Mexico Plagued By Cartel Wars On Cusp Of Legal Cannabis “Green Rush”
For Guillermo Nieto, a Mexican businessman who grew up smoking pot, the cannabis greenhouse on his family’s vast farmlands is part of a bigger dream. One that involves deep-pocketed pharmaceutical companies.
Nieto and several Mexican businessmen have spent years positioning themselves for a time when the country opens up what could become the world’s biggest medicinal legal cannabis market, where the drug can be legally cultivated and sold.
Mexico finally outlined rules in July covering cannabis for medical use, and the sign-off is expected in the coming weeks.
A bigger prize may also be close for Nieto and foreign companies; Senate majority leader Ricardo Monreal told Reuters he expected a law to be passed before December for recreational use of the drug, allowing regulated private firms to sell it to the public.
Indeed the legal cannabis industry is already a multi-billion-dollar global trade, and some big players, including Canada’s Canopy Growth, The Green Organic Dutchman, and unit of California-based Medical Marijuana Inc, told Reuters they were eager to tap the new Mexican market.
Business aside, Nieto says the new regulations will have a profound social impact on the conservative nation of 120 million people, where drugs are a sensitive subject due to a long and painful history of violence perpetuated by feuding cartels.
While a growing cannabis industry promises to be a money-spinner, it faces resistance from campaigners who are worried that regulations for both medical and non-medical cannabis will heavily favour big, often foreign corporations.
The initial regulations covering medical use permit entrepreneurs to grow marijuana on behalf of pharmaceutical companies and allows foreign businesses to import medical cannabis products into the country.
However, Mexico’s Supreme Court, which has effectively legalised cannabis by ruling prohibition is unconstitutional, has given the government until Dec. 15 to draft new legislation for recreational use of cannabis.
Monreal, Senate leader of the ruling National Regeneration Movement (MORENA) party, told Reuters that lawmakers were currently ironing out the finer details of the legislation.
He said his party, which has a majority in both houses of Congress with its allies, should have no problems passing the law, which he added would decriminalize possession of a “certain amount” of marijuana.
Monreal said the law would not allow Dutch-style cafes in the first stage of liberalization, but the public would be able to buy marijuana from privately run and strictly regulated “sales and distribution centres”.
However he added that the senate was divided over whether to allow industrial cultivation of hemp, a cousin of cannabis plants used in products ranging from food and clothes to building materials, citing opposition from industries that fear hemp will displace their goods.
Depending on what laws Mexico passes, Latin America’s second-largest economy could morph into a hot new frontier in the so-called “green rush” spreading across Canadian and American farmlands, spurred by growing global investment buzz around legal marijuana.
Globally the legal marijuana industry was valued at $17.7 billion last year by consultancy Grand View Research, and is expected to reach $73.6 billion by 2027.
Large cannabis companies, which have pharmaceutical facilities to test products, said they were eyeing both the medical and non-medical marijuana sectors.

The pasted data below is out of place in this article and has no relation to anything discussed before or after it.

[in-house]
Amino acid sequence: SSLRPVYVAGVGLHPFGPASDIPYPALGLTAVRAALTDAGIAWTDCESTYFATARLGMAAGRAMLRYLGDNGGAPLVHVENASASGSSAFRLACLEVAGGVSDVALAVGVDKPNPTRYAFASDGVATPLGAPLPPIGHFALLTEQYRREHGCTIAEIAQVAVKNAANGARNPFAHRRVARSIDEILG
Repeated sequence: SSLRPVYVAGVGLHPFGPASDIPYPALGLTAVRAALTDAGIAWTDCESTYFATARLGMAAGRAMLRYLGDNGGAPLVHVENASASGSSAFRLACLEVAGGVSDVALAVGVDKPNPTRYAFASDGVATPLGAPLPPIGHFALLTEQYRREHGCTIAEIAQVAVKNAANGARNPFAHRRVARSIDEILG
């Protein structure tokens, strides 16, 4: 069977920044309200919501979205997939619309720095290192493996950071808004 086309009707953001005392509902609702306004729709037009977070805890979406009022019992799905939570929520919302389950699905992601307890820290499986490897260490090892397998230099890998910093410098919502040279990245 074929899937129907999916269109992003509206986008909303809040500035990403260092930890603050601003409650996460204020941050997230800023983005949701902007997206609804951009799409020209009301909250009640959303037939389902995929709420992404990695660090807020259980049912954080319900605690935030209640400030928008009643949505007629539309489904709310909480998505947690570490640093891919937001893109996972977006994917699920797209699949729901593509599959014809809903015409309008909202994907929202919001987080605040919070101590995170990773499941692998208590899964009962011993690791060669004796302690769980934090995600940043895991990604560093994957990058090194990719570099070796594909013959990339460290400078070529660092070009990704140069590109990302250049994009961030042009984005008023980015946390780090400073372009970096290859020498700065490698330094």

Canopy Growth, the world’s biggest pot company, told Reuters it aimed to contribute to “the responsible development of this new market” and would review the upcoming regulations.
Not everyone is happy with how the new industry is shaping up, however.
The coalition that led the cannabis legalization drive through the courts, made up of pro-marijuana activists and parents of ill children seeking cannabis-based pain relief, say the new medical regulation helps big businesses rather than patients.
Lawmakers legalized the use of medicinal marijuana in 2017, while the Supreme Court ruled in 2018 that recreational marijuana should be permitted. As it stands, the medical regulation would bar people like Margarita Garfias from growing cannabis for personal use to relieve pain. Farmers could only cultivate marijuana through partnerships with pharmaceutical companies that can conduct product trials, tie-ups which are out of reach for most.
Garfias, the mother of a wheelchair-bound teenage son with multiple disabilities, said families who live in fear and have faced getting criminal records for trying to help their children feel short-changed.
“The regulation doesn’t help with this, nor with social justice nor human rights for patients,” added Garfias, who said her home-grown cannabis-derived medicine had reduced her 16-year-old son’s epileptic fits and hospitalizations.
Activists say lobbying by corporations could shut small producers out from both the medical and non-medical markets, and thus fail to significantly dent the illicit narcotics trade.
Monreal, the MORENA senator, said no law was perfect but that legalization would transform Mexico, from emptying its jails of small-scale pot smokers to helping farmers shed the yoke of deadly cartels.
“The most important thing for Mexico and its legislators is that they dare to knock down this decades-old taboo”
More nations are awakening to the benefits of marijuana, presenting medicinal benefits that far outweigh unnatural analgesics and treatments by big pharma. From a recreational use perspective, the side effects from those under the influence are far less severe than over consumption of alcohol. Is it time for the world to wake up relax and go easy on weed consumers?